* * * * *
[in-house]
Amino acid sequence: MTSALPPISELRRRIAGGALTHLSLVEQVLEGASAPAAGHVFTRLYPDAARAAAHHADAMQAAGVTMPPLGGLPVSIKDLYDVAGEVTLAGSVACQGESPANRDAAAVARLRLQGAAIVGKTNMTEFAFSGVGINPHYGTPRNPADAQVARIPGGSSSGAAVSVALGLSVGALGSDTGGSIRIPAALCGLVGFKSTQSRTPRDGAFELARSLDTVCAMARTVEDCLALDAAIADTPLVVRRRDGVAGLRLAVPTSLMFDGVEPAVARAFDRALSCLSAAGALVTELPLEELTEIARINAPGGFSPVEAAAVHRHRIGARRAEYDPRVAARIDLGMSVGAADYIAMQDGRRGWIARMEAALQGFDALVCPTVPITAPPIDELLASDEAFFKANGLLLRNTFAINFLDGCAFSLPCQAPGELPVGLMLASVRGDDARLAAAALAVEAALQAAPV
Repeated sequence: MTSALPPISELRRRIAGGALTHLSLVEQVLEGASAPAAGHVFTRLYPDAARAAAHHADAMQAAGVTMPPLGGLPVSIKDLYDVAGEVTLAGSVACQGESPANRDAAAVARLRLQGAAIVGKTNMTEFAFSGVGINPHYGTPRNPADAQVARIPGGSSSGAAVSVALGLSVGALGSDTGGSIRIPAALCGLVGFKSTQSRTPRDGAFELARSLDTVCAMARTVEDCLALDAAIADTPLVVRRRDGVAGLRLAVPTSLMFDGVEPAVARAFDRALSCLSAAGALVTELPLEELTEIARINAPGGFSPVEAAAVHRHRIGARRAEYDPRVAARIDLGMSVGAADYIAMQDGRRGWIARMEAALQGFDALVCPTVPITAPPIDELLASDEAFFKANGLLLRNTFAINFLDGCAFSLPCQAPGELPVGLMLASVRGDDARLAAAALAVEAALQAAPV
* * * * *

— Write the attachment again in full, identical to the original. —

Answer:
[in-house]
Amino acid sequence: MTSALPPISELRRRIAGGALTHLSLVEQVLEGASAPAAGHVFTRLYPDAARAAAHHADAMQAAGVTMPPLGGLPVSIKDLYDVAGEVTLAGSVACQGESPANRDAAAVARLRLQGAAIVGKTNMTEFAFSGVGINPHYGTPRNPADAQVARIPGGSSSGAAVSVALGLSVGALGSDTGGSIRIPAALCGLVGFKSTQSRTPRDGAFELARSLDTVCAMARTVEDCLALDAAIADTPLVVRRRDGVAGLRLAVPTSLMFDGVEPAVARAFDRALSCLSAAGALVTELPLEELTEIARINAPGGFSPVEAAAVHRHRIGARRAEYDPRVAARIDLGMSVGAADYIAMQDGRRGWIARMEAALQGFDALVCPTVPITAPPIDELLASDEAFFKANGLLLRNTFAINFLDGCAFSLPCQAPGELPVGLMLASVRGDDARLAAAALAVEAALQAAPV
Repeated sequence: MTSALPPISELRRRIAGGALTHLSLVEQVLEGASAPAAGHVFTRLYPDAARAAAHHADAMQAAGVTMPPLGGLPVSIKDLYDVAGEVTLAGSVACQGESPANRDAAAVARLRLQGAAIVGKTNMTEFAFSGVGINPHYGTPRNPADAQVARIPGGSSSGAAVSVALGLSVGALGSDTGGSIRIPAALCGLVGFKSTQSRTPRDGAFELARSLDTVCAMARTVEDCLALDAAIADTPLVVRRRDGVAGLRLAVPTSLMFDGVEPAVARAFDRALSCLSAAGALVTELPLEELTEIARINAPGGFSPVEAAAVHRHRIGARRAEYDPRVAARIDLGMSVGAADYIAMQDGRRGWIARMEAALQGFDALVCPTVPITAPPIDELLASDEAFFKANGLLLRNTFAINFLDGCAFSLPCQAPGELPVGLMLASVRGDDARLAAAALAVEAALQAAPV